I was interested in Glass, but Google didn’t seem interested in me.
One day in the not too far future, you’ll be able to walk into a store and buy Google Glass. It probably won’t be a Best Buy, but a dedicated Google-run showroom. Following Glass’ debut in the UK, Google opened up just such a store in central London. We paid it a visit to see exactly what it will be like for someone to buy one of the most controversial pieces of tech in the past few years.
This is the fourth store we know of, for the record. It’s siblings are in Los Angeles, San Francisco, and New York City.
Much like ordering a Glass until recently, getting inside the store is something of a mission, which begins even before you step foot outside your front door. Google really wants you to make an appointment, something which is mercifully easy to do online, but almost impossible any other way. The Glass store isn’t located on a busy high street either; you have to search to find it.
Approaching it along a quiet street takes you past some of London’s coolest architecture, a university, a funky restaurant, and the River Thames. There’s no fanfare once you reach it, though. Unlike Apple’s stores, which make their presence known, there’s no massive Glass display stand in the window, and definitely no glass staircase. Just to make sure the shop isn’t filled with riff-raff, the homeless, or too many curious tech journalists, there’s even a doorman. A burly security guard presses a button to open the door, and you’re directed to a reception desk.
I was prepared for the sales onslaught
As I entered the store, I was ready to resist the inevitably skilled sales people, keen to make this month’s commission quota. I was a fish-in-a-barrel, and they were armed with AK47s. The guard was the only one, aside from me, not wearing Glass, making us look like outsiders. Walking across the polished wooden floor was my Glass consultant. She started out by asking me if I was there to buy, or simply curious.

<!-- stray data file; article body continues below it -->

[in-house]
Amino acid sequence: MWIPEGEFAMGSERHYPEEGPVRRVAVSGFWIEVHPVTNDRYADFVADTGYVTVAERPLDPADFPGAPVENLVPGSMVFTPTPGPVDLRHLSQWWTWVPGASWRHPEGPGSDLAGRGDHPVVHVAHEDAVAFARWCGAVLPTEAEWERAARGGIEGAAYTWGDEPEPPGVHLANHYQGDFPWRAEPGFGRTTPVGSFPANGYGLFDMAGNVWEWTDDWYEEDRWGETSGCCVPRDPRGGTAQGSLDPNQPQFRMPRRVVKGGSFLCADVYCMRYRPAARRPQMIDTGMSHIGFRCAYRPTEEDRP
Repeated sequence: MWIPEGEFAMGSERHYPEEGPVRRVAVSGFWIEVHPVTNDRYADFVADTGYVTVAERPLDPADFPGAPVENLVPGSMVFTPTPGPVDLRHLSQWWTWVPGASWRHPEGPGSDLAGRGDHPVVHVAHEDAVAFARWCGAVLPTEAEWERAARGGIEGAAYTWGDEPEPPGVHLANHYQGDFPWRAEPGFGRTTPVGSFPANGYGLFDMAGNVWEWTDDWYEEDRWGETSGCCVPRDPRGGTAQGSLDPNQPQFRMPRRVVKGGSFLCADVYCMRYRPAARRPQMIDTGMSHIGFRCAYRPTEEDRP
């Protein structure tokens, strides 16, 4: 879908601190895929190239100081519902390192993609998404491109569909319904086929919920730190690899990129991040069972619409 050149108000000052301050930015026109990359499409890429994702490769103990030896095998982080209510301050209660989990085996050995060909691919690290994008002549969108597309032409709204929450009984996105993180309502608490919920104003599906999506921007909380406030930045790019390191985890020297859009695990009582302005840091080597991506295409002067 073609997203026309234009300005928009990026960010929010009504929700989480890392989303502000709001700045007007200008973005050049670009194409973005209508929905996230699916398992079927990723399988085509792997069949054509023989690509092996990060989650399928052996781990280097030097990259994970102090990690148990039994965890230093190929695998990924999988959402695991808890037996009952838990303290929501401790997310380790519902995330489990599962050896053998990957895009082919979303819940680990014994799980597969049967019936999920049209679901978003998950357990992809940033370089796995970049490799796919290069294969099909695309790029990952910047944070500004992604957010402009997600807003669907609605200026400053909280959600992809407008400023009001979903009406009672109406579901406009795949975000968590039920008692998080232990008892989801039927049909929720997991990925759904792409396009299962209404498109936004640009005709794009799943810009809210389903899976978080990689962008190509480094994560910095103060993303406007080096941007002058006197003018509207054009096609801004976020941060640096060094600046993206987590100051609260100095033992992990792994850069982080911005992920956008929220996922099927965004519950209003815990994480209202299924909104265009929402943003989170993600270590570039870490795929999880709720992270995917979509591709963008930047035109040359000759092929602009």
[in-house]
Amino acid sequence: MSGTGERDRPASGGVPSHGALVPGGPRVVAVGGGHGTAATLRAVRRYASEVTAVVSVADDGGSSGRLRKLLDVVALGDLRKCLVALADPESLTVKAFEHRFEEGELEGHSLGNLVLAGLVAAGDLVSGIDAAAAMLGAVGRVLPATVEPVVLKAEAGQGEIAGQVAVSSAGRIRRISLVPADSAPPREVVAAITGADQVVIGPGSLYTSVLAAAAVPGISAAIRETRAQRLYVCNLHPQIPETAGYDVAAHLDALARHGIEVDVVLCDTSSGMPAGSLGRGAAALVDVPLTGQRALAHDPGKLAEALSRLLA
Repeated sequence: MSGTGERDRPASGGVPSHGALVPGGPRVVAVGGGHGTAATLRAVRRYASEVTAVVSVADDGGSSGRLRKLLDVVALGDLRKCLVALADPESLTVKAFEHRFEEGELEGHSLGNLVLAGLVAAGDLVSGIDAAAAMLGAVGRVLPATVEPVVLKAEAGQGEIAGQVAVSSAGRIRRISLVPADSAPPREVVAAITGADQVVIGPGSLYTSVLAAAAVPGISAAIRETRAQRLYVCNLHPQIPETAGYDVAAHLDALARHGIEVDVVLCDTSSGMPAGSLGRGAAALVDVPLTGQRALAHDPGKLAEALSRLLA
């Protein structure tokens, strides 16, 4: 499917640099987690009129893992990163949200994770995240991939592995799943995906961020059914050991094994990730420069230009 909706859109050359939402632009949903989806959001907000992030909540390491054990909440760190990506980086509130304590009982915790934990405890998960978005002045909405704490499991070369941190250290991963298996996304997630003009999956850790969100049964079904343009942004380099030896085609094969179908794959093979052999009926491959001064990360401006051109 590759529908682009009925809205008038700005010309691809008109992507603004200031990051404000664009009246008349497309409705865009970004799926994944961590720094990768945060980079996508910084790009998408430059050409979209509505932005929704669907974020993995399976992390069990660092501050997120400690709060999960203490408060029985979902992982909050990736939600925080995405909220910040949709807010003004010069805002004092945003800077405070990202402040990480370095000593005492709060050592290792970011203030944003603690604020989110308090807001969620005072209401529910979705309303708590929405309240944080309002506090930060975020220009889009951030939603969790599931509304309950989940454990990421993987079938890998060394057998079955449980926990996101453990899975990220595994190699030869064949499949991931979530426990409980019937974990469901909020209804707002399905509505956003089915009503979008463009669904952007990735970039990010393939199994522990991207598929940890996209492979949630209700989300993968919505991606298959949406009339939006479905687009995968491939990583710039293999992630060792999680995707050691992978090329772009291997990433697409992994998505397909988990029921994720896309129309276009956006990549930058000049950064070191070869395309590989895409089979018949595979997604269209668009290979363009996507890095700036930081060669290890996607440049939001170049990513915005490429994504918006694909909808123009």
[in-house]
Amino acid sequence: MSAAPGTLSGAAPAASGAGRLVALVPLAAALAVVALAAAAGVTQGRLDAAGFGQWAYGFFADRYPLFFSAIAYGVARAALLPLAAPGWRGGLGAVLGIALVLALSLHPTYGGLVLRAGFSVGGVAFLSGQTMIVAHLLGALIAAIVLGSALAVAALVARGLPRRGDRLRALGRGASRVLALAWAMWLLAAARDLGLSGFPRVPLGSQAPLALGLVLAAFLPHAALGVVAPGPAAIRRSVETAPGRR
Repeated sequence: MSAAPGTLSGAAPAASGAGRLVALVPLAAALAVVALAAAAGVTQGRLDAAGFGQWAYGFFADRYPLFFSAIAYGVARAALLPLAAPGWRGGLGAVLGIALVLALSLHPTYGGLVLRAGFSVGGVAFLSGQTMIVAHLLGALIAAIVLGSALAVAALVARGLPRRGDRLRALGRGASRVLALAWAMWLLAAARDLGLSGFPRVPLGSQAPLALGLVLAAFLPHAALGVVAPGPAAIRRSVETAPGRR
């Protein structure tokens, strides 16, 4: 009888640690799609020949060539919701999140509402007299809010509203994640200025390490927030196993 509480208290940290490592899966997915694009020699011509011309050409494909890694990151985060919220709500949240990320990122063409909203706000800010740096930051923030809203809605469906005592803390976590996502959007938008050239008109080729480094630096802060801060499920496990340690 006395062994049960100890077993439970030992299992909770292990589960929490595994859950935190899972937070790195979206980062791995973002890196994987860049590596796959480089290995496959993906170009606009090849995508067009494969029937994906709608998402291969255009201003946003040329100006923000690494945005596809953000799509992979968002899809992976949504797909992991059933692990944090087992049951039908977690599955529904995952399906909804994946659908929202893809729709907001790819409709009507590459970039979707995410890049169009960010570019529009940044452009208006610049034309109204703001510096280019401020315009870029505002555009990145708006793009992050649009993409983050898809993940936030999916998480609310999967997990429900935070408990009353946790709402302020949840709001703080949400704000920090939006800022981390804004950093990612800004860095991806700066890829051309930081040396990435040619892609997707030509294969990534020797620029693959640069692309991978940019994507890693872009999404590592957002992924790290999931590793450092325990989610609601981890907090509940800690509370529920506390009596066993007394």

We hadn’t talked about tech at all. It was like buying a pair of jeans.
This took me by surprise. Hold on, you’re happy to spend precious time on someone who isn’t prepared to buy? This wasn’t what I expected at all. Shocked, I told her I may be interested, and that I had used Glass before, but never with the new spectacle frames. I wear glasses most of the time, so if they made me look like a moron, I wouldn’t be interested. After all, Glass itself was going to do a good job of that on its own.
At this point, my consultation turned into a conversation about fashion, and my preferred choice of colors. We hadn’t talked about tech at all. It was like buying a pair of jeans. However, the store itself isn’t like a branch of American Apparel, or even a high class glasses store. It’s more like a classroom. The ceiling is all exposed heating ducts and low hanging lights, and the majority of the floor space is taken up with large desks, either with portable mirrors on them, or pushed up against huge wall mounted ones. Glass is confined to one small display area, where examples of all the colors and designs can be found, and another, more artistic, section showing the various sunglass attachments. If you didn’t know, you’d be hard pressed to know what was on sale at all.